The Member of Parliament for the Odododiodoo constituency, Hon. Edwin Nii Lante Vanderpuye is asking the government to offer some compensation for fisherfolk following the uncommon incident of dead fish washed ashore last Friday in Accra and Sunday in Axim in the Western Region.
A lot of dead fish were washed ashore on April 2, 2021, at the Osu Castle beach.
A number of dolphins were also washed ashore in the Western Region on April 4, 2021. Authorities estimate that about 120 dolphins were affected.
No link has been drawn between the two events but fisherfolk along the coast in the Greater Accra Region have been urged to stay at home as investigations are being conducted to ascertain the cause of the incident.
Addressing the media, the lawmaker on Wednesday, April 7, 2021, said the fishermen ought to be given some relief packages due to the hardship they are going through as a result of the advice.
“You can’t just say that people should stop going for fishing without appropriate compensation. The fishermen have been staying home for about a week, the fishmongers and sellers are in the house and so just as we did for farmers who were in the house as a result of fall armyworms, I believe the fishermen, fishmongers, and the rest also deserve some compensation. What is good for the goose is good for the gander,” he said.
The fall armyworm insect pest which originated from the United State and South America was first reported in Sao Tome in 2013. Fall Armyworm (FAW) is a chronic pest in Eastern and Southern Africa and can cause severe damage to grass and forage crops. The initial reports on the pest in Ghana were received in April 2016 and confirmed in November 2016.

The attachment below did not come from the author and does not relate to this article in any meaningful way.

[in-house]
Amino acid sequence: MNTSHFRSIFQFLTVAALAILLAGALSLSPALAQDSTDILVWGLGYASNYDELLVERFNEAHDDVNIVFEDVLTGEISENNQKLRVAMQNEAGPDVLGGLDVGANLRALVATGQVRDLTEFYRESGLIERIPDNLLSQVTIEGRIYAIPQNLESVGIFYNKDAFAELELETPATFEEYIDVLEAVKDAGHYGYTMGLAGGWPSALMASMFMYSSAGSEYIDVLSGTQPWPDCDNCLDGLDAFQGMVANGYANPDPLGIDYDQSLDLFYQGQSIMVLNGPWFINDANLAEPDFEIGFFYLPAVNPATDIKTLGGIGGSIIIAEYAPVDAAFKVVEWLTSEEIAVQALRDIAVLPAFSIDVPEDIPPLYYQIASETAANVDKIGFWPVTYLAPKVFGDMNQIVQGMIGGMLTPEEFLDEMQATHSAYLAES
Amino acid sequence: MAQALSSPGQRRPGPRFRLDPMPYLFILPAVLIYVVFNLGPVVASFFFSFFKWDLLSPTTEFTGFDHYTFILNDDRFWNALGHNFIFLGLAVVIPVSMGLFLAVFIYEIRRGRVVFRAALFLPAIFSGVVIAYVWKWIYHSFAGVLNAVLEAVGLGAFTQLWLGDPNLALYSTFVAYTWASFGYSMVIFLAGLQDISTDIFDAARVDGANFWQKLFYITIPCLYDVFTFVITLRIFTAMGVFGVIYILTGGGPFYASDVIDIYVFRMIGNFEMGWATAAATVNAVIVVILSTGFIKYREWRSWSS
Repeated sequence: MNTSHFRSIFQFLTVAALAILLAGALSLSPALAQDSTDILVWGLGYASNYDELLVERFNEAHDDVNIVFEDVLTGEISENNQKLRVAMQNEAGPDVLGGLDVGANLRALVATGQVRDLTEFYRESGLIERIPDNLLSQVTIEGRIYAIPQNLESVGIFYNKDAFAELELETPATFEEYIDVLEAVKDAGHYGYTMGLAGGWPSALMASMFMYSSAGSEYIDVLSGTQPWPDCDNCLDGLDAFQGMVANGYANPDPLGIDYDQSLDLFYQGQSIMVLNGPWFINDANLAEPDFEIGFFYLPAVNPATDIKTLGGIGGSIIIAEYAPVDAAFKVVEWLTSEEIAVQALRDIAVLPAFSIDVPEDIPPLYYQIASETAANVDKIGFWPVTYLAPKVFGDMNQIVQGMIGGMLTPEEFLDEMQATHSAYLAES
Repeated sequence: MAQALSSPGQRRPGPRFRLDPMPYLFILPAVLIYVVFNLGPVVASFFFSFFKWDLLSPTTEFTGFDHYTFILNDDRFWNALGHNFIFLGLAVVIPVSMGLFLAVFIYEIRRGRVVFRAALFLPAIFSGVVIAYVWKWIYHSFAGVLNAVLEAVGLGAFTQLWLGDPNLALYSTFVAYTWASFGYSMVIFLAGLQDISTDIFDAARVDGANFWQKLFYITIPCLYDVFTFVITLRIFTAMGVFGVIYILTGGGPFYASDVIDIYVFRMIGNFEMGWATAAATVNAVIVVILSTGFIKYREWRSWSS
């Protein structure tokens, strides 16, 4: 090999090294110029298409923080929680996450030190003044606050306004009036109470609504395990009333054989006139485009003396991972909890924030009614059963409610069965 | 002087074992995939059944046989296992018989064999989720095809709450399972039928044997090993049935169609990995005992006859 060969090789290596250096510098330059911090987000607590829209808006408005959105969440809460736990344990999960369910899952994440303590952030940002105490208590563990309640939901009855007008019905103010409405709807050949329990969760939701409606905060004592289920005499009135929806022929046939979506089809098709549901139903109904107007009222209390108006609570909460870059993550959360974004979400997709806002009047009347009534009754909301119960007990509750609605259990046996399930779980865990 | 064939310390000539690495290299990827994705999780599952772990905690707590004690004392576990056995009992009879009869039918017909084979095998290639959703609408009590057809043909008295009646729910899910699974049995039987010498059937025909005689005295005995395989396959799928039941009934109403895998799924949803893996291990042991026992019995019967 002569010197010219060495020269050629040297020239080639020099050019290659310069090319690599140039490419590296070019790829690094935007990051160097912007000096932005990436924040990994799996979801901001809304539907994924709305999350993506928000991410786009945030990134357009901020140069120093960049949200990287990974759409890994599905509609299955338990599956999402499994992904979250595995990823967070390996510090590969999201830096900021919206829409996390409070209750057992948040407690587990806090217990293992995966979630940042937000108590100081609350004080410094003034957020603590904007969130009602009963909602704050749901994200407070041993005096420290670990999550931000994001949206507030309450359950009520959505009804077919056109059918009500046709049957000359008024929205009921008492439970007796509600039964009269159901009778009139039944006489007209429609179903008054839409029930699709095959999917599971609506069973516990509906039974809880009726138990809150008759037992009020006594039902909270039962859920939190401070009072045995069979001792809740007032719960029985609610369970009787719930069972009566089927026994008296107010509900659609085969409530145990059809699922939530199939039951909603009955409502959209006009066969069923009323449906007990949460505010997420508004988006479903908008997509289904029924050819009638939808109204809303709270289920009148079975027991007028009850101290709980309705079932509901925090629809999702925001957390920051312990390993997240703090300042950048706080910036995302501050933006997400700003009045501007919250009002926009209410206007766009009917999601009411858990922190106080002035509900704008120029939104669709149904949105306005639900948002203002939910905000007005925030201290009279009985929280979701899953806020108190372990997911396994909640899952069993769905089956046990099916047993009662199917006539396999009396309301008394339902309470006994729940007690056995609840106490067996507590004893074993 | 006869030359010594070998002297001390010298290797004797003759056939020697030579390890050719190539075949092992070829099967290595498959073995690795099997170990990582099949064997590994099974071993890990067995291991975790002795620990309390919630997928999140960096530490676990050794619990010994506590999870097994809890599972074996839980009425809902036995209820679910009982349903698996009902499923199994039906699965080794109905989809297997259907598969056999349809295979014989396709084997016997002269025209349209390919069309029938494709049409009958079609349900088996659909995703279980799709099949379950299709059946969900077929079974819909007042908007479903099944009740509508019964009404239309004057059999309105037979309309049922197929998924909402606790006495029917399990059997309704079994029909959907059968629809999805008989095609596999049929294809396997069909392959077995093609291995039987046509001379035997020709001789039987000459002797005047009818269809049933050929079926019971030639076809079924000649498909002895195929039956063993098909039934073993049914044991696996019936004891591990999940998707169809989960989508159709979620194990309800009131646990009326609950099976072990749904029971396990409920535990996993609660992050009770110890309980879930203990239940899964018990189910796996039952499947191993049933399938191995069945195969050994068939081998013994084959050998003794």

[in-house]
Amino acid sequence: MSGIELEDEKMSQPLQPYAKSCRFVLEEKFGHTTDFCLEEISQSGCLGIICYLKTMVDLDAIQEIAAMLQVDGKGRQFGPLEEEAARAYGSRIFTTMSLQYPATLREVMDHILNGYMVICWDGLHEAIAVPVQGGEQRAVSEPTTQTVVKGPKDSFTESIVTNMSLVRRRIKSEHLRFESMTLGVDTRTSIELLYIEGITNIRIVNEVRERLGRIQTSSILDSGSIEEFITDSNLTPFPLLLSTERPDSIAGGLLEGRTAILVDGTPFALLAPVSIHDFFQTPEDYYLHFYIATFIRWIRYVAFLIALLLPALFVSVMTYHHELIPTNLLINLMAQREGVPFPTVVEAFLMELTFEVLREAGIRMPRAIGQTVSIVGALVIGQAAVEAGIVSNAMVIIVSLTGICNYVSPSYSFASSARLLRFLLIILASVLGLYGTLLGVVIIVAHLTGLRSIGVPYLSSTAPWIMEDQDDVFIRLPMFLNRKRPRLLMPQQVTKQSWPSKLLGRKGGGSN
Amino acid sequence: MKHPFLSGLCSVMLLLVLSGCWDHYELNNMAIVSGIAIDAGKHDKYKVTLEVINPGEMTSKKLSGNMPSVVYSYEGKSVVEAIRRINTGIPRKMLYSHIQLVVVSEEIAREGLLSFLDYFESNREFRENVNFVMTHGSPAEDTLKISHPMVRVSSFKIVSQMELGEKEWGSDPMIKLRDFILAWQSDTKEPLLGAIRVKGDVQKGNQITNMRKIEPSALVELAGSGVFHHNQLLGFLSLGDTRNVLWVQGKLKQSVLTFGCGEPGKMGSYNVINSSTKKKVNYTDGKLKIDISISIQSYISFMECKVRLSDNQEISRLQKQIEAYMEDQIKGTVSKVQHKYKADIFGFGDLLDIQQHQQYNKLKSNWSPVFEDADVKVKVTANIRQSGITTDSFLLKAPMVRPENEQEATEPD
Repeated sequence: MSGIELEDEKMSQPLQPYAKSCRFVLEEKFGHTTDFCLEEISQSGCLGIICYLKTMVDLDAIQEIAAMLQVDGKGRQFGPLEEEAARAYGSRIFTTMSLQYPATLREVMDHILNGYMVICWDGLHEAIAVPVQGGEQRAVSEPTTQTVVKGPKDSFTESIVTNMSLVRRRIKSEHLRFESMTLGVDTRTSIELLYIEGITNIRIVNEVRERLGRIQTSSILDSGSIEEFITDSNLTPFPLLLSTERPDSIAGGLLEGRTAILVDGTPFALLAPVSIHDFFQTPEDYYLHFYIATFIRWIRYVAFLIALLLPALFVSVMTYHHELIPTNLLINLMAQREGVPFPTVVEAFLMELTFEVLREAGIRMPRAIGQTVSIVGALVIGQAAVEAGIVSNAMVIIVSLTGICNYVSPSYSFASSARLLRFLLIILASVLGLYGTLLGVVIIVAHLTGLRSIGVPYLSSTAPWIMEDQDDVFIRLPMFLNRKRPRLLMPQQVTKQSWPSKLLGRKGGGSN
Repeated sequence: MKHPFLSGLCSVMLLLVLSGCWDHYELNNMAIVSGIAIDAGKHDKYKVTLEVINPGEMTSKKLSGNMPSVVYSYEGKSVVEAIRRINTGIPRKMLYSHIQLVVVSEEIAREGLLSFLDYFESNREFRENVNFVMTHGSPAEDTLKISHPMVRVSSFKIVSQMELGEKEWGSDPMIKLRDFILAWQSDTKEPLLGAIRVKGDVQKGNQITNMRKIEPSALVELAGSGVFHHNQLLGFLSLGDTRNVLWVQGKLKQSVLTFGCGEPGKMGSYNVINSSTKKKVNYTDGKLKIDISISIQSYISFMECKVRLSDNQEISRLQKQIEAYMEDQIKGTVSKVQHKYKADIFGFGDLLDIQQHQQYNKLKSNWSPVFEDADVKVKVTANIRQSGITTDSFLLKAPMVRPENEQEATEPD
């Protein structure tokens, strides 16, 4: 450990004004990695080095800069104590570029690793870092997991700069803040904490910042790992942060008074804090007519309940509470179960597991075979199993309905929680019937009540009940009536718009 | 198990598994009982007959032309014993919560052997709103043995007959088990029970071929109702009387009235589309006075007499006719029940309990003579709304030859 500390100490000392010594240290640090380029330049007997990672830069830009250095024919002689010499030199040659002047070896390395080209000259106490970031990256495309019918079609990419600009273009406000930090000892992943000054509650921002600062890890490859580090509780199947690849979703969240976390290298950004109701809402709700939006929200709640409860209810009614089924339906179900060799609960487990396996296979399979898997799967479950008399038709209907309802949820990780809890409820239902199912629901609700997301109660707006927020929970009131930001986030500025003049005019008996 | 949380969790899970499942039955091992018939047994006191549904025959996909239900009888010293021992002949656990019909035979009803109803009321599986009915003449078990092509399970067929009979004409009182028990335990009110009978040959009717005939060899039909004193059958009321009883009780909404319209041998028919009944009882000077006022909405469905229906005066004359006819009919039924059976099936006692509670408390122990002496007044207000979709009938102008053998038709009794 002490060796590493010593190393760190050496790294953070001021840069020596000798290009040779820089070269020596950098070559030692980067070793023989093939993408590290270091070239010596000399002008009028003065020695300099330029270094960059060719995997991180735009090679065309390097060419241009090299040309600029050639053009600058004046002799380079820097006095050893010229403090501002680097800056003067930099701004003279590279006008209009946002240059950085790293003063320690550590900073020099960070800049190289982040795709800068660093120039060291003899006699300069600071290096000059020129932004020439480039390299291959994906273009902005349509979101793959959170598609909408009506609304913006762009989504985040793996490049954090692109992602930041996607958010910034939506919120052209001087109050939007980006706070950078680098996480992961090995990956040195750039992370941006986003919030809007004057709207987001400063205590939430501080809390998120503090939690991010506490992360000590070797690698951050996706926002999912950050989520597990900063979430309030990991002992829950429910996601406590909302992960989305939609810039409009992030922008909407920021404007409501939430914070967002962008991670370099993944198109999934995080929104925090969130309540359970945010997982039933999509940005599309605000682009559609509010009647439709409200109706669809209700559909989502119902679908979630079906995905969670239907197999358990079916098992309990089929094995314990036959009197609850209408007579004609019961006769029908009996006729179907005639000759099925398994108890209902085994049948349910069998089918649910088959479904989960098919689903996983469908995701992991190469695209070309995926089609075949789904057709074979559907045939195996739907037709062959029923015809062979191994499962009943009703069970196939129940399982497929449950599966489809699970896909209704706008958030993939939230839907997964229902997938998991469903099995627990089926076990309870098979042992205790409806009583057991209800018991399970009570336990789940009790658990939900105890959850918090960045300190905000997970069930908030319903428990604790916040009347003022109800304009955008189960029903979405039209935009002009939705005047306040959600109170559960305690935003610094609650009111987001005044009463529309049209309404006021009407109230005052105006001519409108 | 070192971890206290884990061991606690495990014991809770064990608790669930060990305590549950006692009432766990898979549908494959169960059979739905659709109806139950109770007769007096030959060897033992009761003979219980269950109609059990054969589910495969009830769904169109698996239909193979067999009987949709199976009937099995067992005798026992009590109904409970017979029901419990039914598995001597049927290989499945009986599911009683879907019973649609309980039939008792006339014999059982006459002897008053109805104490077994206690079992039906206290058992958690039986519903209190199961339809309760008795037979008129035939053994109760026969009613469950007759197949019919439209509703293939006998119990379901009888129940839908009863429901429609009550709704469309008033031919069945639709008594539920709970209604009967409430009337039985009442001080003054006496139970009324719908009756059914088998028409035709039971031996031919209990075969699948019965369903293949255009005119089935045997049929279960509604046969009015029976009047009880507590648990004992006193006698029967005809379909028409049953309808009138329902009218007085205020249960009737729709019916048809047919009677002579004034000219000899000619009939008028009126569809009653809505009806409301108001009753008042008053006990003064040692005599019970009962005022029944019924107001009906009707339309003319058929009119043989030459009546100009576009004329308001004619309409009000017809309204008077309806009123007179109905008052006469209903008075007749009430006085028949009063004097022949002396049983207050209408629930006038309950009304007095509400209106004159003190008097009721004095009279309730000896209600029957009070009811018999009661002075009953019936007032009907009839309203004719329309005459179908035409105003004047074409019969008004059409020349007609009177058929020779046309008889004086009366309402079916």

By 2018, the Ghanaian Government had released a sum of GHS 15,857,280.00 to carry out a number of activities including training of staff for early detection, collaboration and co-ordination, sensitization, developing and printing of fact sheets, surveillance at community and national levels, monitoring of control and management activities and the procurement of a strategic stock of insecticides, among others.
According to Hon. Vanderpuye, some constituents who source their fish from outside Accra are also having challenges selling them because the incident has drastically reduced patronage of fish.
“Some have come to me because they were expecting to sell some fish to get money to buy trunks and other items for their children going to secondary school. Even those who buy [fish] from outside Accra for sale, people are not confident in buying their fish so they are being affected…Some compensation should be given to them to at least alleviate their suffering,” he indicated.
Hon. Vanderpuye also asked the government to dispatch health personnel to the coastal areas where the incident took place to conduct medical examinations rather than asking persons who may have consumed some of the fish to avail themselves.
Media reports indicate that most of the fishmongers who bought the fishes from fishermen say they are willing to give them out to the authorities if they would be compensated for their losses. Some people who had eaten the fishes at Osu said they will go to the hospital for medical checkup only if Government would pay the bills.
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